Project Management Institute

Storms in the cloud



There's an app for that. And that. And that. But the explosion of cloudbased offerings might be cutting down on employee productivity.

According to a June study by Osterman Research and Intermedia, small and mediumsized businesses use an average of 14.3 cloudbased apps. Employees use 5.5 apps during the course of their workdays.

With so many applications to maintain, the survey found, project teams spend an unexpected amount of time juggling passwords and troubleshooting accounts. IT departments also dedicate time and manpower to managing subscriptions, renewals, devices and product training.

That loss of productivity comes at a monetary cost to organizations—about $15 per employee per month, the study found.

“Forcing employees to use lots of different applications with inconsistent user experiences is a significant time sink,” Ben Kepes, director of Diversity Limited in Christchurch, New Zealand, wrote in Forbes.

While there's no easy solution at hand, Mr. Kepes says curating which apps teams use could help project managers keep them from sinking too much time into the cloud.
—Andrew McKernan

That's a problem, because static skills can put a project at risk in a rapidly changing environment. As portfolios broaden, failing to integrate standards and observe best practices can often lead to project delays and cost overruns, Shazlee says. “Rarely do we see the project management team plan as they should for a complex or large-scale project Often the project team will get stuck somewhere during the final sign-off trying to figure out how to deal with an incomplete deliverable without incurring any additional cost.”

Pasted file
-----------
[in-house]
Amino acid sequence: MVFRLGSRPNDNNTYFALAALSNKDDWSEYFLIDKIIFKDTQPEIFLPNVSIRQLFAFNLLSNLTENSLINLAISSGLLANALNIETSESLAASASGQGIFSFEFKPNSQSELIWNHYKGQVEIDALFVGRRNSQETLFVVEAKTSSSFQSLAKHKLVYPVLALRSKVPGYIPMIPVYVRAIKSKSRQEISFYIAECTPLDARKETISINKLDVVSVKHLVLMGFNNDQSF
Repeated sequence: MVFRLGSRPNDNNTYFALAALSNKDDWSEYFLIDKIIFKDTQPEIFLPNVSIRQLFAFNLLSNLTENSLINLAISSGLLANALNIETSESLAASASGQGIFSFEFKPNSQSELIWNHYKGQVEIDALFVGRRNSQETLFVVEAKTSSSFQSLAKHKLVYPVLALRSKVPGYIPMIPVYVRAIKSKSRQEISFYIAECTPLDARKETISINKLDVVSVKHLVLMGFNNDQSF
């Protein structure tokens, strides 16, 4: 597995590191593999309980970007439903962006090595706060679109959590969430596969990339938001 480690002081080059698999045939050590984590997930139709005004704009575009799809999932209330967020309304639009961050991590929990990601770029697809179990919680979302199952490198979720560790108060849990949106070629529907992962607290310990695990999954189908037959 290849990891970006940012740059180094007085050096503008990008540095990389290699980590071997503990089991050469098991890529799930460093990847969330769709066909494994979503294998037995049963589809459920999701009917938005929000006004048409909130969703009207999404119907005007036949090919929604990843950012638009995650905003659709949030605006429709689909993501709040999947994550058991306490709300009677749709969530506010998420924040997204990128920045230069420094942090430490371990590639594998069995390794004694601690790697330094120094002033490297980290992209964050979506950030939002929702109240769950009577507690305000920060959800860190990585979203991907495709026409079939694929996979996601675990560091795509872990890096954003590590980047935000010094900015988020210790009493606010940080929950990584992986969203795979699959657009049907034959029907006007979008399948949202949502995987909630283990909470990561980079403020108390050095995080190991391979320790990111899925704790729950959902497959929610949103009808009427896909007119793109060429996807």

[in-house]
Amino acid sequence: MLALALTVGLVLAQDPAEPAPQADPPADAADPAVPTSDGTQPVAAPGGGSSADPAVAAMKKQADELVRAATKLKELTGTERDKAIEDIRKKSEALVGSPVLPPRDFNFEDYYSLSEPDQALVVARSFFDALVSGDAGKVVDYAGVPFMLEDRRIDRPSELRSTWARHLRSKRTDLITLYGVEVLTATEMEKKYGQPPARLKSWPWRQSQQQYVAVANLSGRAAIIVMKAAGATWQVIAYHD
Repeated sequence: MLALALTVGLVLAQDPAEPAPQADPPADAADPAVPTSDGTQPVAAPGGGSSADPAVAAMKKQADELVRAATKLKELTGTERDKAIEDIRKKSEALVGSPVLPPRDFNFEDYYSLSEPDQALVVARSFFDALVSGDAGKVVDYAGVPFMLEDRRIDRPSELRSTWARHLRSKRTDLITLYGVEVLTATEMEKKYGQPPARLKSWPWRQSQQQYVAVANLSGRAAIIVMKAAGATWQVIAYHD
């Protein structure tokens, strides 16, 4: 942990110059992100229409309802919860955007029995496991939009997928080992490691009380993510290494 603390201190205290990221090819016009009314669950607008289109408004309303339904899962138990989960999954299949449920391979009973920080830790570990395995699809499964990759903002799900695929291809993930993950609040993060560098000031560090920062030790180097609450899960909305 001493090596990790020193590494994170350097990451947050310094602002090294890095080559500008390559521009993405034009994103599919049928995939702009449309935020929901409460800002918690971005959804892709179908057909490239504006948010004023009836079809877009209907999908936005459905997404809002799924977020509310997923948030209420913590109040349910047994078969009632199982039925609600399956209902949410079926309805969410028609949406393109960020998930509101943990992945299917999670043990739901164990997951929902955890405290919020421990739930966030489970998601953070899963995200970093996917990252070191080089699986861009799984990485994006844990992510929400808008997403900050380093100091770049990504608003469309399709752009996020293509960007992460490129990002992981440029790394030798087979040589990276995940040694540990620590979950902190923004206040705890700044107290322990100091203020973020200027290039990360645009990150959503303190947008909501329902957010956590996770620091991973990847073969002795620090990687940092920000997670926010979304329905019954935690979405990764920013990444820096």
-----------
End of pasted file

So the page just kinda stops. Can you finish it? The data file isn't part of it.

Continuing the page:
“Already we are seeing large-scale projects divided into more digestible scopes, or two or more similar projects delivered in parallel.”

—William Yong, Black & Veatch, Singapore

Avoiding such problems while executing large-scale infrastructure projects is particularly important in ASEAN countries, since they lay the foundation for future growth. Indonesia, which accounts for nearly 40 percent of the region's GDP, is focusing on transportation: The country plans to begin building eight seaports, two airports, five power plants and 11 water treatment facilities by 2017. But things aren't going entirely as planned. The 727-kilometer (452-mile) Trans-Java double-track railway project, for instance, faced multiple delays due to land acquisition and stakeholder management problems. The northern portion of the IDR10.5-trillion project aiming to decrease road congestion and travel times on the island of Java opened this year more than six months late.


Southeast Asia's increasingly integrated economies are surging. Here are five major construction projects moving ASEAN nations forward.

img SINGAPORE: Jurong Rock Caverns

The Jurong Rock Caverns project will free up roughly 150 acres (61 hectares) in the land-hungry city-state by building a liquid hydrocarbon storage facility 130 meters (427 feet) below ground. The first phase of the seven-year, SGD890 million project will create 1.5 million cubic meters (53 million cubic feet) of storage capacity when finished later this year.

img THAILAND: Central Embassy mall

Retail giant Central Group is trying to position Bangkok as a luxury shopping destination with this project, which was completed in May. The THB1.8 billion mall located in the heart of Bangkok's commercial district brings several upscale global brands to Thailand for the first time.


img MALAYSIA: RAPID refinery

The Refinery and Petrochemical Integrated Development (RAPID) project will be located within a complex larger than 6,000 acres (2,428 hectares) and will process 300,000 barrels of crude oil per day. Launched in May 2012, the US$16 billion project could help transform Malaysia's Johor state into a regional petrochemical hub when completed in early 2019.

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